The suite of communications and software, called Colorado Wildfire Information Management System (CO-WIMS), transmits the data from the sensors in a usable form to a network where it can be accessed by authorized personnel in offices, fire apparatus, and firefighters on the ground with hand held devices.
Half of the Holy Grail appears to be provided with the MMAs — the real time or near-real time location of the fire. The other half, knowing the location of firefighters, can be determined to a certain extent, but only if the equipment operator devotes a significant amount of their time using the cameras to follow personnel and equipment on the ground. On a small fire this could be done while still maintaining the big picture of the spread of the fire, but on large incidents with hundreds or thousands of resources, it would be impossible. However, if a crew reported that they were in a dangerous situation (think Yarnell Hill Fire, where 19 firefighters died), perhaps the operator could use the infrared and visual sensors to locate them and relay that information to resources on the ground or in the air that could provide assistance.
The wildland firefighting agencies still need to adopt hardware and communications systems that can track every piece of apparatus, crew, and any resource operating alone on the fireline. That information could then be accessed on a display that could be monitored, at a minimum, by a Safety Officer, and others as needed; eventually by fire supervisors with hand held devices.
Some of the air attack aircraft under federal contract either have or will have video capabilities similar to that on Colorado’s MMAs, but a system needs to be utilized by the U.S. Forest Service and other agencies that can make it usable to firefighters on the ground. Colorado has provided a template proving it can be done.
The CO-WIMS being used now by Colorado to provide real time intelligence is a huge step forward. While the state is far from developing a comprehensive organization for responding to and managing wildland fires, they deserve kudos for what they have already implemented with the MMAs and CO-WIMS.
It’s kind of like a homeless person being given a pair of $500 shoes. It’s a nice addition to their wardrobe, but there is still more that needs to be done.
The Colorado Division of Fire Prevention and Control (DFPC) sent one of its two Multi-Mission Aircraft to the State of Oregon yesterday to assist with the current wildfire situation in that state.
The national structure for combatting wildland fires is a cooperative, interagency system involving local, state, and federal agencies. “When Colorado needs help to fight wildfires in our state, we rely on other states to send resources,” said State Fire Director Paul Cooke. “We were fortunate that Colorado’s wildfire season has been fairly light thus far,” said Cooke, “so we can afford to help out others with their needs.”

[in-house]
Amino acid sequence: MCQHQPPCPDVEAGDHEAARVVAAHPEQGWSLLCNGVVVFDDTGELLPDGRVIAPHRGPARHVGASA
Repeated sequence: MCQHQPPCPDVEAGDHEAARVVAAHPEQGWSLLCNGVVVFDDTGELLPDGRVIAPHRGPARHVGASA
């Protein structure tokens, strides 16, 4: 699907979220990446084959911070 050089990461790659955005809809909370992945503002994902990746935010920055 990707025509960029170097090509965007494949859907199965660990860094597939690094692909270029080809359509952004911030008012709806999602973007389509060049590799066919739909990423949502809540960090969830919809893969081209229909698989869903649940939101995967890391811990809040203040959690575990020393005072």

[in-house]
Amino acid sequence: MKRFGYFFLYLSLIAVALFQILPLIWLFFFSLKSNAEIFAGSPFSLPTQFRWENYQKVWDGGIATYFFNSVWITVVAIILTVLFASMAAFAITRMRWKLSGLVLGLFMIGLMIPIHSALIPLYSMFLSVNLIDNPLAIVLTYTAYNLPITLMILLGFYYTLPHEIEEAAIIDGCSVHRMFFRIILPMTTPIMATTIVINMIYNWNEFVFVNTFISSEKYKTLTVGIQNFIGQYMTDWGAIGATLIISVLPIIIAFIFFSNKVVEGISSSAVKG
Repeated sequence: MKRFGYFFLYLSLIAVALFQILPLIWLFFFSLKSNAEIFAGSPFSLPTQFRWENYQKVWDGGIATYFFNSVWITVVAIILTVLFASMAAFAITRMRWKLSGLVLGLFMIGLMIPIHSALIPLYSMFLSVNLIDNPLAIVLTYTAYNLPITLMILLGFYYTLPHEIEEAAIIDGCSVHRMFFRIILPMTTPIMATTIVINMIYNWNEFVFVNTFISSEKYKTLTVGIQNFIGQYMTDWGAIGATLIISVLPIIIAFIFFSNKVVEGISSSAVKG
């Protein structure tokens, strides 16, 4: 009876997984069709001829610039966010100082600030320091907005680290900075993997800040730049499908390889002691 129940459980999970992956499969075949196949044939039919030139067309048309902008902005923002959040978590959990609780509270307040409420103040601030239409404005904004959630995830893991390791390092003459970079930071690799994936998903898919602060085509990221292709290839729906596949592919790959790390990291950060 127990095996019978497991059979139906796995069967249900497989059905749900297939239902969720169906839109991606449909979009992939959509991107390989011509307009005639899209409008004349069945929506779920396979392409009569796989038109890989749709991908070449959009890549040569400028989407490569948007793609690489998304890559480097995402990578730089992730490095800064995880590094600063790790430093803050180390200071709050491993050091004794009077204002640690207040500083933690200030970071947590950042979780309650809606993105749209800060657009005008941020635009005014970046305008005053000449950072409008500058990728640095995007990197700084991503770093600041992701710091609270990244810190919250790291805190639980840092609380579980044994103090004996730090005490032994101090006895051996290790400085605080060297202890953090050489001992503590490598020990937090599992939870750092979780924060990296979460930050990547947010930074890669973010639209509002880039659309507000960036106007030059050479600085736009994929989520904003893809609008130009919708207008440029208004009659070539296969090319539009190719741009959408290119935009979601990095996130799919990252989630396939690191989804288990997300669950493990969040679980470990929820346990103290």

The situation in Oregon now is much like what Colorado experienced in 2012; significant amounts of dry lightning contributing to ignitions and abundant very dry fuels coupled with high temperatures and erratic winds have resulted in extreme fire behavior and rapid spread.
“With the threat of dry lightning and even more fire starts feared, Colorado’s aircraft will be of tremendous benefit”, Cooke said. The State of Colorado’s Multi-Mission Aircraft (MMA) program is unique to the country. The program is comprised of two Pilatus PC-12 airplanes outfitted with state-of-the-art infrared (IR) and color sensors operated by Division of Fire Prevention and Control personnel. The primary mission of the aircraft is the early detection of wildfires and providing important information to ground forces during initial attack. However, the aircraft can also provide persistent surveillance of large wildfires, providing real time information, including live video, to incident commanders to assist them in making tactical decisions and improving the safety and efficiency of firefighting efforts.
Cooke says that since their arrival late yesterday, Colorado’s aircraft has been providing updated intelligence on Oregon’s two largest wildfires. The Stouts fire, burning in southwest Oregon quickly grew to over 15,000 acres since it started on Thursday, and is only 3 percent contained. The Cable Crossing fire, also in southwest Oregon, has burned more than 1,100 acres since it started on Tuesday, and is currently 15 percent contained.
Cooke says that even though the assistance is reciprocal, Colorado will be reimbursed by the State of Oregon for the use of the resources on loan.
Douglas County, just south of Denver (map), signed contracts three weeks ago with three fire aviation companies. The agreements are Call When Needed (CWN) and will only be activated when the aircraft are specifically needed.